In 2003 ANU set up 110 monitoring sites within Booderee National Park at Jervis Bay. That Christmas a massive wildfire tore through the park, burning 50% of the park and sites. Since then, the research team has returned every year, for the past 14 years to monitor the effect of fire on mammals and reptiles at Booderee.
This is a massive undertaking with six research staff and eight volunteers converging on Booderee for six days. In total around 592 traps are set out each night. Elliott (or box style) traps along with larger cage traps are laid along the 100m transect.
Over 12kg of peanut butter is mixed with rolled oats to produce thousands of bait balls which prove irresistible to mammals. These bliss balls are placed into nearly 600 traps set each night with anticipation of captures when checked in the early morning.
Lured in by the promise of peanut butter, regular customers this year included Brown Antechinus, Bush Rats, Swamp Rats, Eastern Chestnut Mice, Common Brushtail Possums and Long-nosed Bandicoots, plus the odd Eastern Bristlebird.
Although overall mammal numbers were low compared to previous years, the diversity of species caught was high and varied. This year, even a couple of Echidna’s wandered into investigate the cage traps. At another site, a Red-bellied Black snake decided an Elliott trap was a good place to snooze – much to the surprise of our staff!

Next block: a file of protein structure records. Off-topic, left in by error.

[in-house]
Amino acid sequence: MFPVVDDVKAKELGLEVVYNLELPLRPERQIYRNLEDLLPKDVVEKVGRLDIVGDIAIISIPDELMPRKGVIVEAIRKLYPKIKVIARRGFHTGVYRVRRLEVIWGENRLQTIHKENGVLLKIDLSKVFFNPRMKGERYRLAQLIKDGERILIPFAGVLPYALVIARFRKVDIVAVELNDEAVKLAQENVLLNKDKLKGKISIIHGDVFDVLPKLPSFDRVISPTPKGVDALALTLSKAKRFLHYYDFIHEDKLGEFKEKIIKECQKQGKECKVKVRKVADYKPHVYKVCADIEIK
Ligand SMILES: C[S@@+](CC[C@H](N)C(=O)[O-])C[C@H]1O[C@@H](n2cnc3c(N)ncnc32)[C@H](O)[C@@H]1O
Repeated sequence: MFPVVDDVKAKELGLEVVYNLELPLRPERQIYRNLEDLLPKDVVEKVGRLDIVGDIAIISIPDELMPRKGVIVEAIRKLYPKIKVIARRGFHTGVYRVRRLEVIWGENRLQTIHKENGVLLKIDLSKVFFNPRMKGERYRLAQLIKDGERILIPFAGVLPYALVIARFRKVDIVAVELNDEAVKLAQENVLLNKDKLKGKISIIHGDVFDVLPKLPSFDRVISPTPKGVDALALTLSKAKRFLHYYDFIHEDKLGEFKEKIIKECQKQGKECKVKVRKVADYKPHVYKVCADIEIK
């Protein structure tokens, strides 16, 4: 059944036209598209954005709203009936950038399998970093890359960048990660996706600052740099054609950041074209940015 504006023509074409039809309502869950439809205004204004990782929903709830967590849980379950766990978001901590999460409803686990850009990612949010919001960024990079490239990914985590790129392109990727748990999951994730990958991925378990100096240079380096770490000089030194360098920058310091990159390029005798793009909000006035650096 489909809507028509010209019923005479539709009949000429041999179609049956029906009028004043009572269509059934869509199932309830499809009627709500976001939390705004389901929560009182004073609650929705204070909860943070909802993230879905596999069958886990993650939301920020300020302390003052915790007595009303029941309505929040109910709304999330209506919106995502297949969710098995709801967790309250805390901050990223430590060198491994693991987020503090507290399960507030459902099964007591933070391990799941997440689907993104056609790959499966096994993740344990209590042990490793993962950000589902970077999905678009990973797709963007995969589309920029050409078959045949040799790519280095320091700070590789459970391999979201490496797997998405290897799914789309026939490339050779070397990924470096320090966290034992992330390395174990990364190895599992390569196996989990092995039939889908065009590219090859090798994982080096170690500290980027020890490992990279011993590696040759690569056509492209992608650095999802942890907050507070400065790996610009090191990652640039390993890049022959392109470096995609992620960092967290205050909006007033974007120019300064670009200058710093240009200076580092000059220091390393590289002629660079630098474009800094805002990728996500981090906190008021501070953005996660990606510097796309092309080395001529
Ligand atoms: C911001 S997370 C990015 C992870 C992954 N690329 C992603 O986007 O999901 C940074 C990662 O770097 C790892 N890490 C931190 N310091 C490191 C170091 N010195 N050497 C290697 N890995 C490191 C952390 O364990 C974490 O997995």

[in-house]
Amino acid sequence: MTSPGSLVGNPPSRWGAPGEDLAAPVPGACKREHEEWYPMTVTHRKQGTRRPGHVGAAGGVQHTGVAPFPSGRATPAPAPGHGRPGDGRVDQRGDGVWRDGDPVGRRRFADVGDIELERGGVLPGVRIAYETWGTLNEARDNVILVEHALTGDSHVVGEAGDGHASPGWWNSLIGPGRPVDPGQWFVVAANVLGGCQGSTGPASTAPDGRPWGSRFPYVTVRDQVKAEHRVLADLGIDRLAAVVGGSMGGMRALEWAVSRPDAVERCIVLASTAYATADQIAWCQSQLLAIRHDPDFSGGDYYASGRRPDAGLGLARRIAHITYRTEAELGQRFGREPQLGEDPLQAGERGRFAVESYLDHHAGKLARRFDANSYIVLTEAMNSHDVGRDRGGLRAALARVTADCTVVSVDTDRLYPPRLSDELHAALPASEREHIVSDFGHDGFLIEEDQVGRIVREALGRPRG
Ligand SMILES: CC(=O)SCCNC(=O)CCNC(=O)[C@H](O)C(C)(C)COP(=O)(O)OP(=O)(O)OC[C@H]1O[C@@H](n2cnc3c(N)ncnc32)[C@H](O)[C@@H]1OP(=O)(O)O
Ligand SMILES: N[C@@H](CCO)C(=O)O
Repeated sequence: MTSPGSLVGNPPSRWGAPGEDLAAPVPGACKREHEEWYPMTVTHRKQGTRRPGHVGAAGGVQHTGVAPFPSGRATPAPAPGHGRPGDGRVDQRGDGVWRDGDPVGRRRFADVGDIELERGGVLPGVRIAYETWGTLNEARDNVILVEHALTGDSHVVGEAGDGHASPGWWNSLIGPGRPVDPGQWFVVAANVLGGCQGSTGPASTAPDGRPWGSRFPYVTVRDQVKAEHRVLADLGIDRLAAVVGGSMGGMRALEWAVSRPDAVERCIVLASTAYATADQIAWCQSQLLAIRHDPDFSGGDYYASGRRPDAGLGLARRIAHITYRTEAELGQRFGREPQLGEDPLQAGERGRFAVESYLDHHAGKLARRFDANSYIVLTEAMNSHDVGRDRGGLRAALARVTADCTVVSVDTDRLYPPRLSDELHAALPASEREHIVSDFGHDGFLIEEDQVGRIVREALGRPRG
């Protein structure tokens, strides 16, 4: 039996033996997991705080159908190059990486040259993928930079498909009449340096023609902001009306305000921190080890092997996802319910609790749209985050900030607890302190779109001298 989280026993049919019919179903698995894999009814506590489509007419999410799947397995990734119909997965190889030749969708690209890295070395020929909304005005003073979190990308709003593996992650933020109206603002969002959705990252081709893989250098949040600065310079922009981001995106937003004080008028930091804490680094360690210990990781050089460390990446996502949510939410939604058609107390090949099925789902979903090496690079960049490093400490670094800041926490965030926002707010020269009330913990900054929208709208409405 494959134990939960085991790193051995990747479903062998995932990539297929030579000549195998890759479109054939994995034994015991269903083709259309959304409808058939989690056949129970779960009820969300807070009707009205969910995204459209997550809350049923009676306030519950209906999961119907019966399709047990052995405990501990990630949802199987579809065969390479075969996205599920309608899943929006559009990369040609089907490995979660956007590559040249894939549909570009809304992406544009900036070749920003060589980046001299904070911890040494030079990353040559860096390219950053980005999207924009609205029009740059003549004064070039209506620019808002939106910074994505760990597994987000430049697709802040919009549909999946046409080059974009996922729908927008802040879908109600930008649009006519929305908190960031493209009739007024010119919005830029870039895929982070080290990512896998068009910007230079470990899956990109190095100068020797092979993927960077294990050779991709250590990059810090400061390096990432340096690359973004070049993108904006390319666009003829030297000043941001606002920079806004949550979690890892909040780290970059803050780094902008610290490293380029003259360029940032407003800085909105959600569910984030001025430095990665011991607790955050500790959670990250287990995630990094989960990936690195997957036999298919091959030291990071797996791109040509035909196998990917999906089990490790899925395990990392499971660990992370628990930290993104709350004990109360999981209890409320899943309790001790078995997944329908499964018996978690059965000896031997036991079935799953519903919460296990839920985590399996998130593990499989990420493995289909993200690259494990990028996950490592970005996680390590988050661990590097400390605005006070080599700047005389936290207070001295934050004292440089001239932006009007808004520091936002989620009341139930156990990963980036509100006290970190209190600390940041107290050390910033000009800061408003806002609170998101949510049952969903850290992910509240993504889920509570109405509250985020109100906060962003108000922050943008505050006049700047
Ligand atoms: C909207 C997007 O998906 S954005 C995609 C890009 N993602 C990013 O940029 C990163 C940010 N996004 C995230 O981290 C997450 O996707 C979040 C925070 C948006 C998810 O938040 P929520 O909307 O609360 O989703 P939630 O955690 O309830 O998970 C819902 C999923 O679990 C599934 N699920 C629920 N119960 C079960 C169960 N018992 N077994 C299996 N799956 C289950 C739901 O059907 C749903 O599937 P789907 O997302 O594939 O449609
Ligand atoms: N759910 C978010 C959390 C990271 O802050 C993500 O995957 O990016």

By far the best outcome of the trapping week was the recapture of a Long-nosed Potoroo. These small macropods have only been reintroduced to the park in the park in the past year.
With a quick microchip scan, it was determined that the male had not been seen since last captured in November 2014. Determined to be healthy and at a good weight, he was caught over 1km from the original release site in heathy woodland.
Many thanks to Emma, Sarah, Booderee Ranger Richard, Roger, Luke, Christina, Hanss & Isabella - the volunteers who braved the ticks, leeches and marsh flies this year to assist the trap camp. Thanks also to the Wreck Bay Aboriginal Community and staff at Booderee National Park who facilitate our field work at Booderee.
Much of the excitement this year was tweeted via the #JBfirestudy hashtag. Check it out for all the mammal trapping action!
The trapping camp also acts as a Christmas break-up for the research team and marks the final field work for the year. Merry Christmas to you all from our team, and a Happy New Year!